Just though I would throw this out to you.

After much buffing, the clear is still intact, but the basecoat has faded in these four areas.

I have always believed that Meguiar's trade secret oils will penetrate the clearcoat and nourish the basecoat. Some rebuffed me on this a while back, but now I feel I have the proof to back up my claims.

Just my two cents worth for the day.

Shizane2002
Jun 5th, 2010, 07:17 AM
Brilliant thread. I havent had any clear coat problems yet. Im on 13 year old original Indy Red paint from Chrysler. Im giving Meguiars all the respect its due for keeping my paint alive and thriving.

rusty bumper
Jun 6th, 2010, 06:34 PM
Brilliant thread. I havent had any clear coat problems yet. Im on 13 year old original Indy Red paint from Chrysler. Im giving Meguiars all the respect its due for keeping my paint alive and thriving.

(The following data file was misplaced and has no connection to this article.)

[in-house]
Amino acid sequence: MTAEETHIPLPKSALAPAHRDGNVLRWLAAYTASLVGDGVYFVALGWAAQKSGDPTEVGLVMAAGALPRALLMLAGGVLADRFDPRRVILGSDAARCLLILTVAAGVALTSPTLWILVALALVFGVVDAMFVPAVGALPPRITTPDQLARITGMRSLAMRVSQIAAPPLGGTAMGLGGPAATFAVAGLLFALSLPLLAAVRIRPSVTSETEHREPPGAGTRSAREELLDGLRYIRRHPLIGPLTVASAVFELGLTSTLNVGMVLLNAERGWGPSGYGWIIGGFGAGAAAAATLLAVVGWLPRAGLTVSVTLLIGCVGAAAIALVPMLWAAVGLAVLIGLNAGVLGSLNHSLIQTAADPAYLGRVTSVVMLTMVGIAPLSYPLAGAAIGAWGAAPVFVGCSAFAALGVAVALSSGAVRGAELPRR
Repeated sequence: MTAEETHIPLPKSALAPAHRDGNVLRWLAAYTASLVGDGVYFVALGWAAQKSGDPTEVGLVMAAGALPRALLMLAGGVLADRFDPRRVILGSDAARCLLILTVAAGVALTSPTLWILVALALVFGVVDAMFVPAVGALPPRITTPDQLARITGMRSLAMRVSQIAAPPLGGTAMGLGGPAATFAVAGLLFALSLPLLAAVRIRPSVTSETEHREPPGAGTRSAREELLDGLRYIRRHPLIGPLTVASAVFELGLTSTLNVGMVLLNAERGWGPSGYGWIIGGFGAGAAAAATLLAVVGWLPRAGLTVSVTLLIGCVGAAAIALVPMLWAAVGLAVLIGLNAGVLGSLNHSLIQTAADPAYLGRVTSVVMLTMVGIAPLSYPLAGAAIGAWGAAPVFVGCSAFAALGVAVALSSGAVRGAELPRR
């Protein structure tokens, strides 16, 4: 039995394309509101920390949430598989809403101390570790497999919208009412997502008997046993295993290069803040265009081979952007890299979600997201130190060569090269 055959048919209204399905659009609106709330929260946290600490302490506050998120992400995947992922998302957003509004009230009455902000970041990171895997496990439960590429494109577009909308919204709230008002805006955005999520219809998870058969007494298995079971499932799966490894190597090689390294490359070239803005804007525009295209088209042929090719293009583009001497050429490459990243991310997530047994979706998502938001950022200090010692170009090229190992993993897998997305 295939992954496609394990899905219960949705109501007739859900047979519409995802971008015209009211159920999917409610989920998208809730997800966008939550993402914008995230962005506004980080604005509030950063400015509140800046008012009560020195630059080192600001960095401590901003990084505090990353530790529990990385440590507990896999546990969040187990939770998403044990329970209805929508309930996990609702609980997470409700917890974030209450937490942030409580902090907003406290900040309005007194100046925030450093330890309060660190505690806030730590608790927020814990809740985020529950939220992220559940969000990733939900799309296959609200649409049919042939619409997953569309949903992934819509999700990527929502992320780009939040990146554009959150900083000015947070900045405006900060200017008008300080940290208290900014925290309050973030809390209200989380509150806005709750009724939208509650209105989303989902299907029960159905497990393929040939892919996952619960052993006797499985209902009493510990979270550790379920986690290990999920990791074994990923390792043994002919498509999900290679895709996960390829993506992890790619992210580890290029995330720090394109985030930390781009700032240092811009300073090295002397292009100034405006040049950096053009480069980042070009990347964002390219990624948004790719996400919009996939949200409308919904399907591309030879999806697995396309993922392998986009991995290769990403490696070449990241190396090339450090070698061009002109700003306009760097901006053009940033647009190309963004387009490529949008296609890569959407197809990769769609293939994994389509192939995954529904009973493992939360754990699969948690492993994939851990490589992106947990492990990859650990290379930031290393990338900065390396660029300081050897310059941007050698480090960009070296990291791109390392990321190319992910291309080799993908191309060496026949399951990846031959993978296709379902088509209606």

Absolutely.

I have a '92 Dodge, and the paint still shines like new money with no peeling at all.

93'240sx
Jul 4th, 2010, 12:16 PM
my cars clear coat has started failing pretty quickly over the past 3 years or so, i try to keep on top of it and keep it cleaned, but its but failing all over the top of my car, dang texas sun! i need to get it re-sprayed

Spidey
Sep 21st, 2010, 06:41 AM
those cracks at the bottom of the first page I have seen on multiple Nissan Xterra's and the dealership told me it was from bird droppings, I thought it was a paint failure, good thing that I found this forum

it is failure.. it is a paint defect. it is NOT bird ****.. bird **** is something different. I have those checkmarks all over my hood on my 07 Honda and apparently I am not the only one.. check this out if you don't believe me..

http://www.8thcivic.com/forums/mechanical-problems-technical-chat/45162-cracks-hood-pics.html

I even called honda and brought it to the dealership and have their body guy look at it.. he said it is checkering aka crows feet. it is NOt due to bird droppings...with bird droppings you will be able to see some oxidation and discolouration around the area of the affected paint as well.. like stains..